The board is nicely bound and well fretted, and in combination with the slick Canadian rock maple neck it feels great to play. The neck is slightly less deep than the equivalent Gibson 60s slim taper; it’s narrower at the nut but, surprisingly, wider at the 12th fret, so it feels wider and flatter.
However, the 24.75″ scale length ensures a familiar tension under the fingers that promotes easy string bending. Upper octave access all the way up to the final 22 fret is really very good.
The vintage-style 18:1 diecast tuners look good and the stepped keys feel nice under the fingers. The Long Travel tunomatic bridge is a fairly familiar-looking unit which combines well visually with the slightly quirky Hagstrom trapeze tailpiece.
The Korean-designed Hagstrom HJ-50 humbuckers are relatively new units, though the covers with the black ‘H’ insert and screw polepieces looks like a design straight from the same era as the Gretsch Filter’Tron. Looking through the lower f-hole it’s good to see that full -size pots and quality hookup wire have been used.
The electrics offer a standard feature set: independent tone and volume controls and a three-way toggle pickup selector, which is sensibly located well out of harm’s way of the upper forward bout.
Both pickups are very well voiced for clear, clean and twangy tones. The bridge pickup is bright without being brash and the full spectrum response is nice and even. There’s a slight bump in the mids, but the bass end is smooth and mellow. The twang factor is very good for rockabilly and country playing, and vintage Beatles and Stones tunes sound authentic.
The twin pickup setting offers a ringing hi-fi tone that’s ideal for contemporary jazz and melody work and the neck unit delivers a similar, but rounder tone – a great all-purpose rhythm voice.
The tone controls on a semi can really help you on the way to a range of mellow solo and jazz voices. Unfortunately the Viking’s aren’t the most flexible, as they have little effect until the last third of their travel. This all-or-nothing characteristic is usually an issue with lower-priced guitars and should really be addressed; it’s an easy fix with the right capacitor.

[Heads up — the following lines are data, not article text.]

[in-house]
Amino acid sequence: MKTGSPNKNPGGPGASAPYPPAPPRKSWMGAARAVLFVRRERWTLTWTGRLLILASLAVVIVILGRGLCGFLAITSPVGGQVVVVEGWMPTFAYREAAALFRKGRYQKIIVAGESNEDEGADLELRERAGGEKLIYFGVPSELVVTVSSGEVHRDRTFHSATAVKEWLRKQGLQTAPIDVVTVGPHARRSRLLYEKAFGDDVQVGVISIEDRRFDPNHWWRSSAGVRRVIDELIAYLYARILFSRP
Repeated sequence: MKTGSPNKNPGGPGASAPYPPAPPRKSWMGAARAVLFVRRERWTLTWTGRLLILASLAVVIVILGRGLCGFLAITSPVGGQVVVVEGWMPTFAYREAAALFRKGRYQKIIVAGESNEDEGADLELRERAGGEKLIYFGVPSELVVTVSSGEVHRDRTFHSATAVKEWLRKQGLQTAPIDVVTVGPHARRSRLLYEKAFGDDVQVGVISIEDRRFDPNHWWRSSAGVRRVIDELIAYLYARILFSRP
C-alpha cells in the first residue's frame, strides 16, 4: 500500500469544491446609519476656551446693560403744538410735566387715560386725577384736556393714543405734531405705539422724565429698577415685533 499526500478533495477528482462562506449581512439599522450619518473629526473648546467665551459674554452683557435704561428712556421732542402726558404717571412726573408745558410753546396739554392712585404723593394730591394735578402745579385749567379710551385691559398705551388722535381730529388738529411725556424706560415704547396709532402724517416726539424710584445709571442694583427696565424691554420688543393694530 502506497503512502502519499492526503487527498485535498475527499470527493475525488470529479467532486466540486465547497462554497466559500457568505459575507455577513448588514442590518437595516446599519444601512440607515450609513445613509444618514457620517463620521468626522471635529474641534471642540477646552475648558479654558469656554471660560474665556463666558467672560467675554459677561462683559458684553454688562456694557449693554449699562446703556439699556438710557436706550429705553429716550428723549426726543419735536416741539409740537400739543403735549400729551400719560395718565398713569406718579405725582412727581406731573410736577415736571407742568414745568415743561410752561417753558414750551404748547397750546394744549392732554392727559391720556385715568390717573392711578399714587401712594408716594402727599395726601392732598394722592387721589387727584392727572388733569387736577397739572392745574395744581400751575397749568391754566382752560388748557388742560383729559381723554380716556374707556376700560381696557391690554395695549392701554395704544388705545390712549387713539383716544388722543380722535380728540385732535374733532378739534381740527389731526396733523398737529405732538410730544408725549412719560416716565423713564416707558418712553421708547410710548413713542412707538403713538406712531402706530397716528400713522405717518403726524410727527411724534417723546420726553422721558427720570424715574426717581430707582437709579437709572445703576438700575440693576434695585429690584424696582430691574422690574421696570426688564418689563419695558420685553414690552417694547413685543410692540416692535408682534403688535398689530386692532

When it comes to rock, the Viking Custom Deluxe is full of surprises. The pickups are relatively hot and require very little amp gain to bring on a sweet, edgy sound for electric blues. To be honest, it’s more a question of holding this guitar back; it really wants to leap forward into full on hard rock territory. Anyone who loves massive power chords and wailing leads will appreciate the power.
It’s hard not to compare this Hagstrom’s sound with Gibson or Gretsch voices, but it comes off very favourably. In terms of a unique tone I particularly like the twin pickup drive tone with the neck pickup’s tone control wound right off; you get a kind of underpinning lo-fi swampiness with clarity in the mids and bright top end. It sounds awesome with analogue delay, and totally evil when you stamp on a fuzz pedal.
The Viking Custom Deluxe mixes quality materials and parts with a slightly quirky vintage look, and the result is a great guitar that’s fun to play and very versatile.
If the mandarin/gold hardware combination is a bit opulent for your tastes there are other Viking models to consider, but it all rather suits an instrument that functions well in both Gibson and Gretsch territory – and the price is certainly right if you fancy the big-stage semi-acoustic sound but don’t have £2000-£3000 to invest.